Monday, March 25, 2013

Feng Shui and Instructional Design

"The way the room is set up effects how people learn," says Beth Kanter, who makes much of her living doing training for nonprofits. "I strongly believe that a workshop, panel, master class, or even a keynote that is interactive is more engaging, people pay attention, they make connections to what they already know and are far more likely to apply it. Certain room set ups encourage interaction between the participants and the workshop leader, others do not."

When I teach, I usually don't have much say in how my room is set up, and sometimes don't know until I arrive. If it's a workshop conference, it's usually theater style or sometimes classroom. When it's a Perspectives class, they nearly always go with "banquet."

If asked what I prefer, my request usually depends on the size of the group. Theater-style doesn't lend itself to interaction, and I don't like banquet-style for a small group - it pushes people away from me and each other, and they end up by sitting in twos and threes at tables too large for them. When we fewer than 20 people I ask for something more like "boardroom" or "U-shape."

A bad experience in January reminded me how difficult it can be to provide anything like instruction when you're giving a presentation or teaching a workshop - one a bazillion - at a large conference. And part of that has to do with these issues of room setup and group size. What will the room be like? How many people will come, and who? You don't know until it's too late; you have to think on your feet and adjust.

Beth doesn't mention group size, just describes her ideal room set up for effective instruction as "round tables in a room with space to move around, projection, the ability to move the group outside for some of the sessions, and wall space to showcase the products of learning." And if she doesn't get it, she "hacks" the space to accomplish what she intends.

This year I made strides in moving away from the lecture format (often expected in environments where I teach) and toward greater participant engagement. I think I still have a way to go. I still do more of the talking than anyone else.

And the wall space requirement? Haven't even begun to go that direction. In reading Beth's post, I realized I'm still balking at including exercises that require learners to write things out in magic marker and put them up on the wall. It's partly due to fears of letting go of control and running out of time. But it's also because those giant sticky note pads that you can just tear off and stick on the wall seem too expensive, and I don't have a good way to carry them in my luggage.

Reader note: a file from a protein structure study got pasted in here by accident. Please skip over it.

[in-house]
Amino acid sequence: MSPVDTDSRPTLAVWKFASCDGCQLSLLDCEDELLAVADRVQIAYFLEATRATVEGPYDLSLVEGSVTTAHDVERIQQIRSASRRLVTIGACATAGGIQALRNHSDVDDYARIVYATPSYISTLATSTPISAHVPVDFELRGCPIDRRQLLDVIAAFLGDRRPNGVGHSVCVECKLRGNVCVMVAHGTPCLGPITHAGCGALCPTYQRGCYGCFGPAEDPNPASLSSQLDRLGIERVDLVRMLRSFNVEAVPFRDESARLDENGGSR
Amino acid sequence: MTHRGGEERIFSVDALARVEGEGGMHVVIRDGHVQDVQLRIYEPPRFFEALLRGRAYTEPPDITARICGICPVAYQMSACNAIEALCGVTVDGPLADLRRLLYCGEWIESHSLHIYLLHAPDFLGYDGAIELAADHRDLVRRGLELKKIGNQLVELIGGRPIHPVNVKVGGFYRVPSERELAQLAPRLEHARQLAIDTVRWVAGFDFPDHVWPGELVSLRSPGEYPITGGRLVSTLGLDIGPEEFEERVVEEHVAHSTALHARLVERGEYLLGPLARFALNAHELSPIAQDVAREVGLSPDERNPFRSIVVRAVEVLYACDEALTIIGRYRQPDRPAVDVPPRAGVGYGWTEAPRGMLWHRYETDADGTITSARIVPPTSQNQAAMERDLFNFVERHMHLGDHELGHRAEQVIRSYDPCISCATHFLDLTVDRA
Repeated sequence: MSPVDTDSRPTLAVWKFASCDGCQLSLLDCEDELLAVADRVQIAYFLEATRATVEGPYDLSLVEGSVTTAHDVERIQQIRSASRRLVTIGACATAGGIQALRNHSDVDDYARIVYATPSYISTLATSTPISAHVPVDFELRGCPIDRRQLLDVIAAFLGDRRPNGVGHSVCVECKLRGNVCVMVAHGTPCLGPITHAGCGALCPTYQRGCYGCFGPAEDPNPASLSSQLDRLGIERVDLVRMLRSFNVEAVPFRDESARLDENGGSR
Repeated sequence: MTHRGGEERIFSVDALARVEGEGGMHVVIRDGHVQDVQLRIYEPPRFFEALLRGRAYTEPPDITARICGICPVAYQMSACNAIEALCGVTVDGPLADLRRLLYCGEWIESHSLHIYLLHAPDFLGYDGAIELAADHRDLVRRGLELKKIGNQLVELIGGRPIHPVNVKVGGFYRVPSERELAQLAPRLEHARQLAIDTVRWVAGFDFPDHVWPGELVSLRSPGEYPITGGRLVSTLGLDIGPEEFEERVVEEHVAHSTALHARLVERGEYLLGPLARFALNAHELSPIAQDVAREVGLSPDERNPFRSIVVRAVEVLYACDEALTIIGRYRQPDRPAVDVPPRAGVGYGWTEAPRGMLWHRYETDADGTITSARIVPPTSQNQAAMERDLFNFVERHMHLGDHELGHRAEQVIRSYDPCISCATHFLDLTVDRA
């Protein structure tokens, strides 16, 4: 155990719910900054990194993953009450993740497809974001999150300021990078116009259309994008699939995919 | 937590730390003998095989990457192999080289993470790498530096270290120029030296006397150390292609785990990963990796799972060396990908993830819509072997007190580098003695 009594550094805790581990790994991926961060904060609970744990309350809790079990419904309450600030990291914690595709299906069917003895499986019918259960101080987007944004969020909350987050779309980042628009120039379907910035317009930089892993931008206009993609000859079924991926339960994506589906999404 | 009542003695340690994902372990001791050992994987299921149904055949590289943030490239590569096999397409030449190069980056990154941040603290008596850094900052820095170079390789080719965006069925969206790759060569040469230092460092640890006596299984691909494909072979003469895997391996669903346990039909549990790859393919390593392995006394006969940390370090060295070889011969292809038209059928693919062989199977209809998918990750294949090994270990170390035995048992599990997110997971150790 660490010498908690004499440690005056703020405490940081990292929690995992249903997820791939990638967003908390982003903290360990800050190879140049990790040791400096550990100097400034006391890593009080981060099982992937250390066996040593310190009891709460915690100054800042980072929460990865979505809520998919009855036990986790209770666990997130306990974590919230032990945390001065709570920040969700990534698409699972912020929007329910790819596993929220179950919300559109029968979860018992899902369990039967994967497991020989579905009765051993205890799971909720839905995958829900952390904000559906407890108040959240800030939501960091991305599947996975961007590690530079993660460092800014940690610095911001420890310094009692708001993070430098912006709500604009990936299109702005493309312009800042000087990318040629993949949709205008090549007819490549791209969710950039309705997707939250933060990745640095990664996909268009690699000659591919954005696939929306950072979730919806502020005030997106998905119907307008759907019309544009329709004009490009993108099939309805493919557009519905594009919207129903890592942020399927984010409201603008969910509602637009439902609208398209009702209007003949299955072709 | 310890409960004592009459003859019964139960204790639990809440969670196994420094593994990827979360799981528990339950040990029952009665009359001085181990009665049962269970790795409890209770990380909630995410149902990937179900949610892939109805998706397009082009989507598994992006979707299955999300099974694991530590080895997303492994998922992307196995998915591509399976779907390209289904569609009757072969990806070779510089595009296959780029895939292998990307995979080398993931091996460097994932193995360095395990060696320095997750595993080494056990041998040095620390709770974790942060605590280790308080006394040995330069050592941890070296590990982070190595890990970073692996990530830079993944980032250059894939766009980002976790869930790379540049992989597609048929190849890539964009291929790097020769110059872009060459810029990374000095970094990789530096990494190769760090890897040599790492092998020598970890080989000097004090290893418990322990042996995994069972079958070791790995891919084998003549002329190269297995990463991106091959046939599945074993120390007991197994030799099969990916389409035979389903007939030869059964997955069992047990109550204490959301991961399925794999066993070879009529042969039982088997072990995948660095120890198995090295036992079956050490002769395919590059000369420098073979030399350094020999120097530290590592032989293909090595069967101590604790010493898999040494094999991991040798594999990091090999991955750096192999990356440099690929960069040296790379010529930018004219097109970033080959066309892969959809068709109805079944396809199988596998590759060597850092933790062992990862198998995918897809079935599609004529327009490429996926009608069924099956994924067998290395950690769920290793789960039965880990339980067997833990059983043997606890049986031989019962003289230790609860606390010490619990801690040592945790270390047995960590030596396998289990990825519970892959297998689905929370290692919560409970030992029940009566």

Well, looks like Amazon will sell you a two-pack for US$40. That isn't so bad. Or how about this simple solution:

1. Ordinary butcher paper or easel pad paper (which I can just ask my hosts to provide, or pack in a cardboard tube), and
2. Masking tape. Or duct tape to be a little more playful.

Maybe next time!


Megan Noel said...

C studio was a huge fan of butcher paper. it covered walls and tables and got used. some tables had drawings on them leftover from before the use of paper. brown kraft paper is even easier to locate (since it can be found w/ shipping supplies at the drug store.) that + a sharpie and you are good to go.

Beth Kanter said...

Hi Marti,

Thanks so much for linking to my post and sharing your thoughts about the room layout for training and teaching. Also, for the reminder about thinking of the number of participants.

I've used roundtables with 30 to 500 participants. Smaller numbers a circle with chairs or large roundtable.

I love using a lot of butcher paper on the walls, sticky notes, and other materials -- because it helps learners talk to one another and for tactical learners. Here's some photos from a recent training and you'll see lots of on the walls

Marti said...

Meg, the brown paper idea sounds great! I am teaching a Perspectives class in Redmond (OR) in a few weeks and will give that a try. Brown paper, sharpies, and masking tape will probably do just as well as Post-it-brand sticky sheets and fancy markers :-)

Marti said...

Beth, glad you caught my post. Sometimes I end up with a group of a dozen or less. They seem to really want tables when it's a long-ish class and they are carrying books/notebooks, coffee/water. I'd rather not have tables get in the way but can sometimes minimize the "problem" but moving 2-3 tables together and then we sit around them. Or they sit and I stand, or some of each. For a long time my rule was no PowerPoint for groups under 10, but I feel like I'm cheating them out of the visual aspect so I'm not so sure now, what to do. I'll take a look at your flikr folder. Thanks!

Ed @ Lexicolatry said...

Rather oddly, I've never read any books on feng shui, I'm not sure I know how to pronounce it properly, and no one has ever explained even the basic concepts of it, but whenever I rearrange a piece of furniture in my house, I wonder what position would be best for feng shui. Hmm.